The Most Helpful Commentaries are the ones that Are Helpful

“Well, I feel better now.”

–When the verse you don’t understand is skipped by your favorite commentary.
@FailingPastor

 

 

I have a love/hate relationship with commentaries. Many are a complete waste of time. I have my favorite commentaries I regularly use. But after regular use, I pick up on their weak spots, their slightly off doctrine, and their weird theories.

In preparing my sermons, I will read about seven commentaries on the passages I’m dealing with. I get seven takes. It’s amazing how often these takes are completely different. In my sermons I frequently say, “You can look this up in seven commentaries and get seven different interpretations. Here’s an eighth.”

After spending years coming up with three messages a week, I pretty much know what the commentaries are going to say. I have also developed my own take on most parts of the Bible now. I really am not dependent on commentaries. I just browse them for interesting ideas, or insights into Greek and Hebrew and stuff like that.

And, if all seven commentaries agree and I don’t, I will rethink my take on where I’m coming from. I can still be wrong. But here’s the thing: so can they!

Over reliance on commentaries is worrisome. Especially after a good ten years of preaching. You should really know your Bible enough to develop a sermon without quoting commentaries through the whole thing.

There are passages I don’t know what to do with. Take head coverings for instance. No really. Please, take them.

I have no idea what to do with Paul’s thing on head coverings for women. Seven commentaries will give seven theories.

In fact, what you’ll notice about these tough passages is that the commenting will get very brief. Sometimes non-existent.

I don’t know how many times I’ve gone to a commentary about a verse or a phrase I’m having trouble deciphering only to have the commentaries skip it! Or some fluff sentence that repeats the words but does nothing to aid understanding.

“Chicken.”

It’s tough putting things in print. I can preach about head coverings all the time and it makes no difference. No one listens to me anyway. But to get a commentary published! That’s in print and is now out there. And you know if you take the wrong approach, sales will be hurt!

“How about we just skip that one?” you can hear the editors and publishers tell the author. “No need to shrink the paying audience.”

On the flip side are the commentaries that say tons about a verse they might as well have skipped. Matthew Henry wrote a book on every verse. Man, that guy can use some words to say some stuff. I have no idea what Matthew Henry believes because I’m out after the first three paragraphs.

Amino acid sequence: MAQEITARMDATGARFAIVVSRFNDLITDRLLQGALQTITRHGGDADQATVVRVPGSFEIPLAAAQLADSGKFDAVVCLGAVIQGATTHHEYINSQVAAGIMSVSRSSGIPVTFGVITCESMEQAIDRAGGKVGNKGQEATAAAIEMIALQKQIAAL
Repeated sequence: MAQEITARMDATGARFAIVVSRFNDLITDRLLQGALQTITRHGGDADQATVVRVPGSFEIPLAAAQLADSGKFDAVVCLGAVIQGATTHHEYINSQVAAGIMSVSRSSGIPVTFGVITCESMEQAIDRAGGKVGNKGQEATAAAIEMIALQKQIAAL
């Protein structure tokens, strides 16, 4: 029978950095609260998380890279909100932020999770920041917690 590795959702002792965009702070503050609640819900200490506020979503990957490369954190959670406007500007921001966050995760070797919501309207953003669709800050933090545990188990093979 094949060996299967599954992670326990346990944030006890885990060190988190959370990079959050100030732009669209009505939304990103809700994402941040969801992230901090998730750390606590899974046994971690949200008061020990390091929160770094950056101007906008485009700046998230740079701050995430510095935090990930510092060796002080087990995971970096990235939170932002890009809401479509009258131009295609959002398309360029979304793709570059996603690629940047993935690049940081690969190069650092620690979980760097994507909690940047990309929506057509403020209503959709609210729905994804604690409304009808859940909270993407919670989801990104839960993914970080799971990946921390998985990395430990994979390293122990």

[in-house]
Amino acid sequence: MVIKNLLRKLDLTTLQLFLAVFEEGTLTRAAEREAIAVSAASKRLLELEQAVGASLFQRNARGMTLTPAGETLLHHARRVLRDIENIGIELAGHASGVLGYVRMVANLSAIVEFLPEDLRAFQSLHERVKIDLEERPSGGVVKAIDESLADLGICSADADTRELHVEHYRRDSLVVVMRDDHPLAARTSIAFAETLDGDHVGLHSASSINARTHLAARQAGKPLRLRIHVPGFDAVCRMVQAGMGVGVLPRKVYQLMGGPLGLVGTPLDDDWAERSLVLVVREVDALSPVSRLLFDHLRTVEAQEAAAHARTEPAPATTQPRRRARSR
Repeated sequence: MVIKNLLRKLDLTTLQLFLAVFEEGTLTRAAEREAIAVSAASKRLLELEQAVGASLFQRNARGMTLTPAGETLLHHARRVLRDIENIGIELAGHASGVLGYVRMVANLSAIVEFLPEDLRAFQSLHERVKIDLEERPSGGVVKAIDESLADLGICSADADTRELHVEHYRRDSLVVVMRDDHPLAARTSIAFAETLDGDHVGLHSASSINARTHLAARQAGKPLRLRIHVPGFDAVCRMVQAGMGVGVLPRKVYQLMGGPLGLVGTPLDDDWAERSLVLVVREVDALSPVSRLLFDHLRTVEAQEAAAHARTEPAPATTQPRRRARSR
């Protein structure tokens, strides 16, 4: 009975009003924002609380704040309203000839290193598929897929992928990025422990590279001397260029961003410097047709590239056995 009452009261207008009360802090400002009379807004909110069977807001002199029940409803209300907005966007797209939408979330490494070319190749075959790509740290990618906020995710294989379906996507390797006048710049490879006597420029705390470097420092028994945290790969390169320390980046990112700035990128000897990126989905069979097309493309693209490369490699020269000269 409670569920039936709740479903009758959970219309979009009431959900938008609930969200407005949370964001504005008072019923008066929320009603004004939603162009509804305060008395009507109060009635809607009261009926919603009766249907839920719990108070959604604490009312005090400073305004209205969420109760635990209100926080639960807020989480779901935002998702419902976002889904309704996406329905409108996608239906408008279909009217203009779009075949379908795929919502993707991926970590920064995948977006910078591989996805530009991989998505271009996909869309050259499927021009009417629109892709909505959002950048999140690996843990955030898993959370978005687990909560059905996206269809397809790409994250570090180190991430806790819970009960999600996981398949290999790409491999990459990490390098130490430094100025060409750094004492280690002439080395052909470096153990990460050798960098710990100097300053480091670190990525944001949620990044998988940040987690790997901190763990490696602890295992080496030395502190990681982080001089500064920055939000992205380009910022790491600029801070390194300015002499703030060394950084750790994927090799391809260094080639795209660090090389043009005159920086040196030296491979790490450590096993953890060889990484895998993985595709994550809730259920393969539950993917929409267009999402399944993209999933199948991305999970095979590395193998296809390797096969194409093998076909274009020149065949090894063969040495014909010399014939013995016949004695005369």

You can hear his publisher, “Just use more words, no one will read it. It will look studious and it won’t offend anyone because no one in their right mind would take this much time to read what you’re saying.”

Henry misses the “comment” part of “commentary.”

The most helpful commentaries are the ones that are helpful. I stand by this. You can put that in print. I just wish there were more of them.

 

 

For this cause ought the woman to have power on her head because of the angels.
1 Corinthians 11:10

4 thoughts on “The Most Helpful Commentaries are the ones that Are Helpful

  1. I think we in the Western world tend to rely on our tools too much, on our commentaries and theological shortcuts. We read need to just let the Author and Finisher of our faith, read His word to us. Or better yet, let the Bible read us.

    One reason why head coverings have become such a challenge, is because of commentaries, poor teachings, the opinions of people. It’s actually very sweet, very simple, but we’ve convoluted the whole issue. Anyway, much like Jewish guys wear a hat to remember “God above” them, women wear a veil to remember they are under the Lord’s cover, under His protection. You still see hints of this concept in wedding veils and in older women in churches, often Catholic ones.

    Something really cool about Paul, in the context of his culture he is trying to built unity, bring diverse groups of people together, so there is “neither Greek nor Jew, male of female…,” but also neither rich nor poor, neither former prostitutes nor widows. Women often shaved their heads in mourning or cut it short when they were poor. The wealthy women had fancy braids, and servants, hairdressers. Head covering actually equalize the women, it brings them all together under cover of the cross, without distinguishing social markers. They become sisters in Christ rather than competitors fighting for social status.

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  2. The phrase I use a lot nowadays is: “Let the Bible serve as its own commentary.” Often the answer is in the context or in some other passage. Relying on men is relying on men (Galatians 1:6–10).

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